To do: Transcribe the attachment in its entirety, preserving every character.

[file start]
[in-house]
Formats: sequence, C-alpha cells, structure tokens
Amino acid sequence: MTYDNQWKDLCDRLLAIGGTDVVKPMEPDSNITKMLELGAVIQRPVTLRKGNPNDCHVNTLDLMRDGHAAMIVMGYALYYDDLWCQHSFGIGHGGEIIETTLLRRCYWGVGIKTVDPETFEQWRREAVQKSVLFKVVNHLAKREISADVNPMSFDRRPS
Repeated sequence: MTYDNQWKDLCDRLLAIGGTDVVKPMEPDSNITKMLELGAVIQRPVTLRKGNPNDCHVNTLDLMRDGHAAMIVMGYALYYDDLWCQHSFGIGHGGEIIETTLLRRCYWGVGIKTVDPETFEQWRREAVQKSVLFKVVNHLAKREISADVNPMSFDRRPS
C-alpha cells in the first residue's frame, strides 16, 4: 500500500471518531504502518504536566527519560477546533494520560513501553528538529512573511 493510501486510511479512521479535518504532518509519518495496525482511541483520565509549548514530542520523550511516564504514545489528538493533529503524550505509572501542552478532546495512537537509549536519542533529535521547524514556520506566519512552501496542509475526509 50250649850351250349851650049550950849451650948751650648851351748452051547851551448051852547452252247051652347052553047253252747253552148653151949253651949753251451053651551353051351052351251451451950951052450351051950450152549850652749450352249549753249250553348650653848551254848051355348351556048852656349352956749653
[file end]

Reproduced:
[in-house]
Formats: sequence, C-alpha cells, structure tokens
Amino acid sequence: MTYDNQWKDLCDRLLAIGGTDVVKPMEPDSNITKMLELGAVIQRPVTLRKGNPNDCHVNTLDLMRDGHAAMIVMGYALYYDDLWCQHSFGIGHGGEIIETTLLRRCYWGVGIKTVDPETFEQWRREAVQKSVLFKVVNHLAKREISADVNPMSFDRRPS
Repeated sequence: MTYDNQWKDLCDRLLAIGGTDVVKPMEPDSNITKMLELGAVIQRPVTLRKGNPNDCHVNTLDLMRDGHAAMIVMGYALYYDDLWCQHSFGIGHGGEIIETTLLRRCYWGVGIKTVDPETFEQWRREAVQKSVLFKVVNHLAKREISADVNPMSFDRRPS
C-alpha cells in the first residue's frame, strides 16, 4: 500500500471518531504502518504536566527519560477546533494520560513501553528538529512573511 493510501486510511479512521479535518504532518509519518495496525482511541483520565509549548514530542520523550511516564504514545489528538493533529503524550505509572501542552478532546495512537537509549536519542533529535521547524514556520506566519512552501496542509475526509 50250649850351250349851650049550950849451650948751650648851351748452051547851551448051852547452252247051652347052553047253252747253552148653151949253651949753251451053651551353051351052351251451451950951052450351051950450152549850652749450352249549753249250553348650653848551254848051355348351556048852656349352956749653